If GPs want to access localised information about assessing, managing and caring for patients, including referral information specific to their local area, view the HealthPathways Community site.
For guidelines that outline the current recommendations for the care and management of children presenting to an Emergency Department (ED) in Queensland view the Queensland Paediatric Emergency Guidelines.
Paediatric Improvement Collaborative Guidelines are endorsed for use in Queensland and result from a collaboration between the Royal Children’s Hospital Melbourne, Clinical Excellence Queensland, The NSW Agency for Clinical Innovation and Safer Care Victoria to develop clinical guidelines applicable across all jurisdictions and improve the care of children. View PIC guidelines.


The information contained in each of the GP referral and management guidelines on this webpage is intended for information purposes only. The information has been prepared using a multidisciplinary approach with reference to the best information and evidence available at the time of preparation. No assurance is given that the information is entirely complete, current, or accurate in every respect. The guidelines are not a substitute for clinical judgement, knowledge and expertise, or medical advice. Variation from the guidelines, taking into account individual circumstances may be appropriate.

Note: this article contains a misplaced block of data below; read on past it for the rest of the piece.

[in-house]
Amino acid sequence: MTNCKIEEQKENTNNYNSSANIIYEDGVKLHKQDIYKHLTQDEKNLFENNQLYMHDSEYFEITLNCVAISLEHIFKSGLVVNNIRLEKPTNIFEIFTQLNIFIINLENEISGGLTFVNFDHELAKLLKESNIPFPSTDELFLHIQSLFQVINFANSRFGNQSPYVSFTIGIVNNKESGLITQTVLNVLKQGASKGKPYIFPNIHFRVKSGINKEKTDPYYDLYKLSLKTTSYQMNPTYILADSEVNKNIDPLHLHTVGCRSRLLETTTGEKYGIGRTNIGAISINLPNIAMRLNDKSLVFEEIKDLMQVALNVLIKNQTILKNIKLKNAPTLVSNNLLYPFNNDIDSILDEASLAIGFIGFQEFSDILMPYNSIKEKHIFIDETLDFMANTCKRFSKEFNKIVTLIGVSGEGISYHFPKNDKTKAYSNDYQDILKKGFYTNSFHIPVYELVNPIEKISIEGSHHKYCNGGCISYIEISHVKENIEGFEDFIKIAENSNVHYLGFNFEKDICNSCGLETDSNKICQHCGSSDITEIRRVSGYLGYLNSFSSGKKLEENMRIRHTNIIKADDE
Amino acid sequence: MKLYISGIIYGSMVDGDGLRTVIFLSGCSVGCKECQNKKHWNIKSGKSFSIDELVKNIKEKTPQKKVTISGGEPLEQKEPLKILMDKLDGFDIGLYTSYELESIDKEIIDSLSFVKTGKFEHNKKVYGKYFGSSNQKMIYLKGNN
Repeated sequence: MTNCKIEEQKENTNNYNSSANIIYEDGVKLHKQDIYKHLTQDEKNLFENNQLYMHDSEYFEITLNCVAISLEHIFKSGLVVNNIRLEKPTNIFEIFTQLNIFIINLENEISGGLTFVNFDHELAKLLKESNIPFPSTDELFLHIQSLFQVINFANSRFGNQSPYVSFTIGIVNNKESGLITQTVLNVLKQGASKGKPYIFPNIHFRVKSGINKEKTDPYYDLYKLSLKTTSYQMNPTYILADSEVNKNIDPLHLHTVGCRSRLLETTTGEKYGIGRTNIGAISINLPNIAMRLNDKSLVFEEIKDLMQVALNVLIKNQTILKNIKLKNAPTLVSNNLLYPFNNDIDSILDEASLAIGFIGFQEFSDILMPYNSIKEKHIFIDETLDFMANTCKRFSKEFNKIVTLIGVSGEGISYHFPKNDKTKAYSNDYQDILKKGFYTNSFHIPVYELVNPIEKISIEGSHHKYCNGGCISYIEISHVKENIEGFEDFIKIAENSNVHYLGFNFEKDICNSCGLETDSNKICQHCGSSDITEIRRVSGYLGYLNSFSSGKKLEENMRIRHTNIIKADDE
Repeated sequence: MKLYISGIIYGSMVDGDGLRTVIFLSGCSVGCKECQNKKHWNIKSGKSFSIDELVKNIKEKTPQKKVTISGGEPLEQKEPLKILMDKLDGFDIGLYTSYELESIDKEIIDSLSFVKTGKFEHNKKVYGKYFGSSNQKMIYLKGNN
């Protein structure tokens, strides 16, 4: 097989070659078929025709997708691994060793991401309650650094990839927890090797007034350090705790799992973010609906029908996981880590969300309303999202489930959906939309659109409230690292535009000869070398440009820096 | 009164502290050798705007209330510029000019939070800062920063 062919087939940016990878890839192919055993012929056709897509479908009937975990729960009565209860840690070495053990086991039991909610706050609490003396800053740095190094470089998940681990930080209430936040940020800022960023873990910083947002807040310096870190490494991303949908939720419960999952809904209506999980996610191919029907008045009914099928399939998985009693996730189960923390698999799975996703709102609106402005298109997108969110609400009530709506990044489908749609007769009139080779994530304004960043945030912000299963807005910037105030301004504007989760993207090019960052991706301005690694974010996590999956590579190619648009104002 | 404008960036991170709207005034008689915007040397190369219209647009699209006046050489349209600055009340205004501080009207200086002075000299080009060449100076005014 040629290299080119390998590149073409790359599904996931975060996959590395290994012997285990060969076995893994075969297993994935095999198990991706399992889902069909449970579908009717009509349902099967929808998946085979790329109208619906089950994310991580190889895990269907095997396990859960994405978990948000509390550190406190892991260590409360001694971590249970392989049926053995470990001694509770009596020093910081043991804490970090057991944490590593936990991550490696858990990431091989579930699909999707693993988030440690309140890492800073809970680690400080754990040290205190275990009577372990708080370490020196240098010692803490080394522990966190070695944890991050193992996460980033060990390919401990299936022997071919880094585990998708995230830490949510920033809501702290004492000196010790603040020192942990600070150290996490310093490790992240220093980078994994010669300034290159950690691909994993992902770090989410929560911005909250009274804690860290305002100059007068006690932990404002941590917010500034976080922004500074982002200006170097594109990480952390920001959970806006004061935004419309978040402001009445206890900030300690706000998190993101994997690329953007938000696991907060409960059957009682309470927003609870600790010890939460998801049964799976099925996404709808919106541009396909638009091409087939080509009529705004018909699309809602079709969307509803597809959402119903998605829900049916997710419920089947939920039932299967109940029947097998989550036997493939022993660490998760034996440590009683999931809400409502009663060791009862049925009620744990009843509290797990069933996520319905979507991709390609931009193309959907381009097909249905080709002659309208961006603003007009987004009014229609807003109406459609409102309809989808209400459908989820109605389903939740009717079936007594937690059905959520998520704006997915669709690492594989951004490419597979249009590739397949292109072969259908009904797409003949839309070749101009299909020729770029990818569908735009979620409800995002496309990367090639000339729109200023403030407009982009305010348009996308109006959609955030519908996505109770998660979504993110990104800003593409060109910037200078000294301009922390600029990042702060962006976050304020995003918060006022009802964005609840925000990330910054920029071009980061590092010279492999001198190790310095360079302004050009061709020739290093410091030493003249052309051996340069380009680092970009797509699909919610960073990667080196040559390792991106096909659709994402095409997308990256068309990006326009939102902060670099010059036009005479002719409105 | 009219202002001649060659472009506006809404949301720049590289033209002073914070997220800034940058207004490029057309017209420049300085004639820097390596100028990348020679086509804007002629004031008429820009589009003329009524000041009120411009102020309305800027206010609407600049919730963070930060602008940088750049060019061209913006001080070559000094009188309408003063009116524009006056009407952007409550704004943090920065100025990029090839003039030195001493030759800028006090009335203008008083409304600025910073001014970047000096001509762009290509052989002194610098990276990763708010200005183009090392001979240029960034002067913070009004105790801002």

These guidelines do not address all elements of standard practice and accepts that individual clinicians are responsible for the following:

  • Providing care within the context of locally available resources, expertise, and scope of practice.
  • Supporting consumer rights and informed decision making in partnership with healthcare practitioners including the right to decline intervention or ongoing management.
  • Advising consumers of their choices in an environment that is culturally appropriate and which enables comfortable and confidential discussion. This includes the use of interpreter services where necessary.
  • Ensuring informed consent is obtained prior to delivering care.
  • Meeting all legislative requirements and professional standards.
  • Applying standard precautions, and additional precautions as necessary, when delivering care.
  • Documenting all care in accordance with mandatory and local requirements.

Children’s Health Queensland disclaims, to the maximum extent permitted by law, all responsibility and all liability (including without limitation, liability in negligence) for all expenses, losses, damages and costs incurred for any reason associated with the use of these guidelines, including the materials within or referred to throughout this document being in any way inaccurate, out of context, incomplete or unavailable.